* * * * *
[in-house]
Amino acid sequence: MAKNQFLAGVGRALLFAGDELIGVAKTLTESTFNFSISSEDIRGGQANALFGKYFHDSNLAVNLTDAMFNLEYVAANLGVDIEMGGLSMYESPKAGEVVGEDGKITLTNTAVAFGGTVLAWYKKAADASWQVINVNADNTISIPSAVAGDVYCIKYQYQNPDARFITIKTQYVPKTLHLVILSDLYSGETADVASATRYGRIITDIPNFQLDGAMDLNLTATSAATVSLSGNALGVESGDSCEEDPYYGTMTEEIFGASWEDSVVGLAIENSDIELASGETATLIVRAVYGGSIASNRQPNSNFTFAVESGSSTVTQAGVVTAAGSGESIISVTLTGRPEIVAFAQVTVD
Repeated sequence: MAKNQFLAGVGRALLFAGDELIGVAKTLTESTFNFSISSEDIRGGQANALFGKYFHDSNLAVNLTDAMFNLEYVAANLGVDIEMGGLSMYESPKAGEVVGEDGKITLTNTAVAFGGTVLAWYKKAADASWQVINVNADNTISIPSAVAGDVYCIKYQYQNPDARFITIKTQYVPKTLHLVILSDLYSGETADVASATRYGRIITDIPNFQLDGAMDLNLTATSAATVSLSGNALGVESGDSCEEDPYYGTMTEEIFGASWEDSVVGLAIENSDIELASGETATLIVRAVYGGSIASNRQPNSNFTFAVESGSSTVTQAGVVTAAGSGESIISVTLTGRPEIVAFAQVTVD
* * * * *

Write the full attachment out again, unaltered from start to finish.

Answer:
[in-house]
Amino acid sequence: MAKNQFLAGVGRALLFAGDELIGVAKTLTESTFNFSISSEDIRGGQANALFGKYFHDSNLAVNLTDAMFNLEYVAANLGVDIEMGGLSMYESPKAGEVVGEDGKITLTNTAVAFGGTVLAWYKKAADASWQVINVNADNTISIPSAVAGDVYCIKYQYQNPDARFITIKTQYVPKTLHLVILSDLYSGETADVASATRYGRIITDIPNFQLDGAMDLNLTATSAATVSLSGNALGVESGDSCEEDPYYGTMTEEIFGASWEDSVVGLAIENSDIELASGETATLIVRAVYGGSIASNRQPNSNFTFAVESGSSTVTQAGVVTAAGSGESIISVTLTGRPEIVAFAQVTVD
Repeated sequence: MAKNQFLAGVGRALLFAGDELIGVAKTLTESTFNFSISSEDIRGGQANALFGKYFHDSNLAVNLTDAMFNLEYVAANLGVDIEMGGLSMYESPKAGEVVGEDGKITLTNTAVAFGGTVLAWYKKAADASWQVINVNADNTISIPSAVAGDVYCIKYQYQNPDARFITIKTQYVPKTLHLVILSDLYSGETADVASATRYGRIITDIPNFQLDGAMDLNLTATSAATVSLSGNALGVESGDSCEEDPYYGTMTEEIFGASWEDSVVGLAIENSDIELASGETATLIVRAVYGGSIASNRQPNSNFTFAVESGSSTVTQAGVVTAAGSGESIISVTLTGRPEIVAFAQVTVD